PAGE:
However, it warned he had "personal characteristics that were of extreme concern", issues around aggression, and it was recommend he should be very closely monitored.

Yet despite the deep-set concern about Heeley, the report was not signed off until after Leonne was murdered.

Rotherham Doncaster and South Humber NHS Foundation Trust, which manages CAMHS, said: "We would never comment on whether someone uses our services or does not use our services due to patient confidentiality."

Image copyright Leonne Weeks
Image caption Leonne was a well-liked student and was from a large, loving family

Heeley refused to answer police questions in interview and has given no explanation for the brutal murder, which he finally admitted at Sheffield Crown Court on 9 February - exactly a year after Leonne's funeral.

As he was led to the dock, emotion in the courtroom spilled over, and two people had to be led away from the public gallery following angry outbursts.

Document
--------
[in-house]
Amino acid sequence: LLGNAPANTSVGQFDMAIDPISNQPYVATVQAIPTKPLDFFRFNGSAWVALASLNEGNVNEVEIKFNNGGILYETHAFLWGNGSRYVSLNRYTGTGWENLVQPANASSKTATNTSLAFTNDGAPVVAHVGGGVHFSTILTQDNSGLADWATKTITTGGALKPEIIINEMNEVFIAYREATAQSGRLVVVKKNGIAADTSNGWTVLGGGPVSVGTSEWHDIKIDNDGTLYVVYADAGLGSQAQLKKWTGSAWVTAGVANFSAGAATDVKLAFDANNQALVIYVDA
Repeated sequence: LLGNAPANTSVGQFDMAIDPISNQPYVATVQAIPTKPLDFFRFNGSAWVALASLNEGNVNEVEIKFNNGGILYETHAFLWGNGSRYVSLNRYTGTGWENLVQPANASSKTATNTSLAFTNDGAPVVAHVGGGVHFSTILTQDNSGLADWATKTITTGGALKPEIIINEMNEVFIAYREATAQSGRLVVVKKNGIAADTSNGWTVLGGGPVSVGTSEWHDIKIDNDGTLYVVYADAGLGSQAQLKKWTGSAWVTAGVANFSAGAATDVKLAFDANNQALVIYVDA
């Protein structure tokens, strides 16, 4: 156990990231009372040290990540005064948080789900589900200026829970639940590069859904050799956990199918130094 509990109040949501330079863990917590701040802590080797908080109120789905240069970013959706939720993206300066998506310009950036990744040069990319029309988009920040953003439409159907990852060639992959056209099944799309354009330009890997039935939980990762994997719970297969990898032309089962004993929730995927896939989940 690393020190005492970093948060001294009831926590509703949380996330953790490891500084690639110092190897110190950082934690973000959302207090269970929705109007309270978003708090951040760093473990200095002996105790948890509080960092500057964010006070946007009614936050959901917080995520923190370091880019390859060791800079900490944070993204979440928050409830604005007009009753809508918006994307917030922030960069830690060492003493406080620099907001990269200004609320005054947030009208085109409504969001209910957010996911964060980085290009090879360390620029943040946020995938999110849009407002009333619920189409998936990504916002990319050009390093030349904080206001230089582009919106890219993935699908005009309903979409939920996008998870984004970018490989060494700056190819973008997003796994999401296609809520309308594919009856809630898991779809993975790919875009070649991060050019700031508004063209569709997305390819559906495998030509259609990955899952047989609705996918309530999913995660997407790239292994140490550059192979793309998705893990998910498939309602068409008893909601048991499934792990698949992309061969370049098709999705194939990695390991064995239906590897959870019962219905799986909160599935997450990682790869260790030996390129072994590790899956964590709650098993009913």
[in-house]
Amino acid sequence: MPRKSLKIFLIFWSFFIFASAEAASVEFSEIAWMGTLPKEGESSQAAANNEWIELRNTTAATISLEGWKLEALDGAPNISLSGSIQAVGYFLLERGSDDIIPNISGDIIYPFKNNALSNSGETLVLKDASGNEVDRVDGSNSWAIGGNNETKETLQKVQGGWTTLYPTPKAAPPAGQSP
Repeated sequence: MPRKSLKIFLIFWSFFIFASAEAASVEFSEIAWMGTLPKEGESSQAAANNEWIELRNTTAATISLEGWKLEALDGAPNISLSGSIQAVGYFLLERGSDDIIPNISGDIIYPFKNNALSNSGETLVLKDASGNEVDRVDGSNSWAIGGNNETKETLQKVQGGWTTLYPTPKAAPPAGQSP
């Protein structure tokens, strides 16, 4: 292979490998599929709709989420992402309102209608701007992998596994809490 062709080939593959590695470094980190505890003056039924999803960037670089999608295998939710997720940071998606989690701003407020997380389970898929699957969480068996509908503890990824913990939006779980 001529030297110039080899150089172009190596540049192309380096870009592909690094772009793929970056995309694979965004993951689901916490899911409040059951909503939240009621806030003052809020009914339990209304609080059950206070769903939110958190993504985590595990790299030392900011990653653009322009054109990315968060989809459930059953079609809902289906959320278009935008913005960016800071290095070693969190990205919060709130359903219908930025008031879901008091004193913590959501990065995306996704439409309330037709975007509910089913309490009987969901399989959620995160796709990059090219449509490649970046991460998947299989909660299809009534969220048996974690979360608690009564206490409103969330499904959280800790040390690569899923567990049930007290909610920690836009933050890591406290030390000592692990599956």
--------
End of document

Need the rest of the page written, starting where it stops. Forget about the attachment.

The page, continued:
Det Ch Insp said he was at a loss to explain Heeley's behaviour.

"At what point he's formed the mindset to commit the murder, quite what he was thinking, I don't think I can get inside his head at all."

Asked if anything could have been done to prevent the murder, the officer agreed it was a "very difficult question".

"We are working with the NHS and they are working closely with us - its absolutely critical that everybody learns their lessons.

"If it was preventable then it is absolutely tragic, a 16-year-old girl has lost her life, so that needs to be looked at."